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Engineering Research Center to Focus on Environmental Issues in Semiconductor Manufacturing

May 10, 1996

The National Science Foundation (NSF) and the Semiconductor Research Corporation (SRC) have created the NSF/SRC Engineering Research Center for Environmentally Benign Semiconductor Manufacturing. The new center will study the environmental, health, and safety aspects of the semiconductor manufacturing process.

Through the center, which will be housed at the University of Arizona, scientists and engineers from Arizona, MIT, Stanford, and UC-Berkeley will address the semiconductor industry's concern for a more environmentally sound manufacturing process. The Arizona ERC will work in partnership with firms from the semi-conductor industry that will contribute to the strategic planning of the research program.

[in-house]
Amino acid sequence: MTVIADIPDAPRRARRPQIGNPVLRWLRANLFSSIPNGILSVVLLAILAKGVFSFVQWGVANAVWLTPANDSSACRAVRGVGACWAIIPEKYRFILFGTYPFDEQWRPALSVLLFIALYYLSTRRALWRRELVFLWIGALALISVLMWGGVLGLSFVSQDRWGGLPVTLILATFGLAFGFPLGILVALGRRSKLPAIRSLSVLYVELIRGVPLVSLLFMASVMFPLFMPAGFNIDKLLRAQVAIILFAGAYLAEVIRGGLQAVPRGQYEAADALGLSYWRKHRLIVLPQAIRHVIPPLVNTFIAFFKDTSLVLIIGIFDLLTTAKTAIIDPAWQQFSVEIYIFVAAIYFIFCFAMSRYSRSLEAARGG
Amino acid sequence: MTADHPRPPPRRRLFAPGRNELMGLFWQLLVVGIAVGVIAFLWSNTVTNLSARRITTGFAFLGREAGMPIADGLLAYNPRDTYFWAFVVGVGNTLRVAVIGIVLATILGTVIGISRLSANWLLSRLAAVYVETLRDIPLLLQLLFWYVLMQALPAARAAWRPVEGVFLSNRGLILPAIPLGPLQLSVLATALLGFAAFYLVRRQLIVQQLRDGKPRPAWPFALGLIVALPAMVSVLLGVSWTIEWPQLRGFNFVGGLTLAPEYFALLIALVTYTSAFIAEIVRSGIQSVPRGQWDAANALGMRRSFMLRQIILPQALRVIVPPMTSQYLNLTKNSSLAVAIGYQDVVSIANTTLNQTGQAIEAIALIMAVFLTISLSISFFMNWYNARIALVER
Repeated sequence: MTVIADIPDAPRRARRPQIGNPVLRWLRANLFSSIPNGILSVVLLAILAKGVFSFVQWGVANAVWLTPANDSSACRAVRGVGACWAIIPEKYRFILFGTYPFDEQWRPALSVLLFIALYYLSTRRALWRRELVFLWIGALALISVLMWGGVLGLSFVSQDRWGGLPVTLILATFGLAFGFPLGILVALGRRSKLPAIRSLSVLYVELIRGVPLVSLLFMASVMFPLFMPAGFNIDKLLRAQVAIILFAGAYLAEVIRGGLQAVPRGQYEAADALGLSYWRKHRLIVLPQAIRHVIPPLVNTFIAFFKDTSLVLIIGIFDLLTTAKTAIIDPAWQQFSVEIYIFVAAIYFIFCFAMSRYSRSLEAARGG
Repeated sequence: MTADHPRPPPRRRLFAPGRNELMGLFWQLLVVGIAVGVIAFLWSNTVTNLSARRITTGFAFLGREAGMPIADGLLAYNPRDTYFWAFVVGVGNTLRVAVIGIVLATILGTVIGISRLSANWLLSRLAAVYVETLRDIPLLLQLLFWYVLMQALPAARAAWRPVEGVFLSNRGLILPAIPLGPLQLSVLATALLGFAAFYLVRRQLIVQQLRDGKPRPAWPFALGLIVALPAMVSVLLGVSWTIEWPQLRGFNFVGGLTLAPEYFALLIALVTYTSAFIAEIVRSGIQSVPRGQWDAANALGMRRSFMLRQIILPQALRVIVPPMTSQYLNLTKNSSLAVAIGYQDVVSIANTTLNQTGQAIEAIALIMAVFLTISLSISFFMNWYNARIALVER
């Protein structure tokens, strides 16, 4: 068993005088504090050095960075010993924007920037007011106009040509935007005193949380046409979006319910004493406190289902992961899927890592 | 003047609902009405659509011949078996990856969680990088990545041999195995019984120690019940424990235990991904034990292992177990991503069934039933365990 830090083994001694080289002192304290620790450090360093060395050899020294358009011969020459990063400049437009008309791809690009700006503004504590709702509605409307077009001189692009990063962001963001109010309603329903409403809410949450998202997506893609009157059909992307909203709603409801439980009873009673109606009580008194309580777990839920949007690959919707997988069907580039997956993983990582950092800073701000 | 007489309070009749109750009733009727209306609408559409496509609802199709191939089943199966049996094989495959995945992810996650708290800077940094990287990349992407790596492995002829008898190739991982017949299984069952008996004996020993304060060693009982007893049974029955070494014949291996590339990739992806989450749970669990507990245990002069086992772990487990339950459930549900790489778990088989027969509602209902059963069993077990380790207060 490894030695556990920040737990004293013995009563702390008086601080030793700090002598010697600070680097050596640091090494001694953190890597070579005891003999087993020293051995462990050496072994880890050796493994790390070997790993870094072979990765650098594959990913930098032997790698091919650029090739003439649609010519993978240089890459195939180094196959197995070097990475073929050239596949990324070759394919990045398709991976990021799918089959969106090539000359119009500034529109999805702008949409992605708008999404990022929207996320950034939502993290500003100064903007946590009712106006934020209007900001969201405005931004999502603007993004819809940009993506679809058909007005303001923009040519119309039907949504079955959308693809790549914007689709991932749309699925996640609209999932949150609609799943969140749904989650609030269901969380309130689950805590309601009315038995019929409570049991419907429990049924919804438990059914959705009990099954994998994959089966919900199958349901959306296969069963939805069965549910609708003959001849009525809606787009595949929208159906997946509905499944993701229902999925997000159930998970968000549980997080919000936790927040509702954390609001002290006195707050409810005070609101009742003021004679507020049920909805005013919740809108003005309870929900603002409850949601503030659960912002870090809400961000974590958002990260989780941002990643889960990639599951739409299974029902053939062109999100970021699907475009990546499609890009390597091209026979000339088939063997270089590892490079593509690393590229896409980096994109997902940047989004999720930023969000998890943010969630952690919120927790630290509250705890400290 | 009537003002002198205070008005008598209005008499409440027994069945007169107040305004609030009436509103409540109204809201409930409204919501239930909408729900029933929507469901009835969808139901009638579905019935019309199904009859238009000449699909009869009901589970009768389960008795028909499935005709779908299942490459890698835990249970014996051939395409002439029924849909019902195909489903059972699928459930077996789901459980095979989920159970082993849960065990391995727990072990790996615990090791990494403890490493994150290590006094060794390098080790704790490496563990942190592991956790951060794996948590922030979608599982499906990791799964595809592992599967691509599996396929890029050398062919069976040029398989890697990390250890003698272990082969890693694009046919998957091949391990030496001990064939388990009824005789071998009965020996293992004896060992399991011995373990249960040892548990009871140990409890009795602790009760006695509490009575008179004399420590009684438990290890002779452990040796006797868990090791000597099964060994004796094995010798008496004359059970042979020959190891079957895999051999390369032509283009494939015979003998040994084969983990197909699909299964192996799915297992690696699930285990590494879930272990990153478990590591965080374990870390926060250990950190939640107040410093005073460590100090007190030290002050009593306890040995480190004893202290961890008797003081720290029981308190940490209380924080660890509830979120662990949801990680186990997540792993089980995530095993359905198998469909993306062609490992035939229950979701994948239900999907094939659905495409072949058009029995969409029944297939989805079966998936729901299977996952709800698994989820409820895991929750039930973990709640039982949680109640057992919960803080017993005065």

The semiconductor industry makes microchips for electronic components that power a variety of products including personal computers, medical instruments and cellular phones. A significant issue facing the industry is that semiconductor production requires a large amount of highly purified water to rinse and clean a silicon wafer. The industry is interested in reducing the amount of water and energy needed to manufacture microchips. The industry is also looking for safe alternatives to ethylene-based glycol ethers used as cleaning solvents.

NSF and SRC, the research arm of the Semiconductor Industry Association, will each commit $1 million per year for five years. SEMATECH, a consortium of U.S. semiconductor companies and the Department of Defense, will contribute $750,000 in start-up funds.

Virginia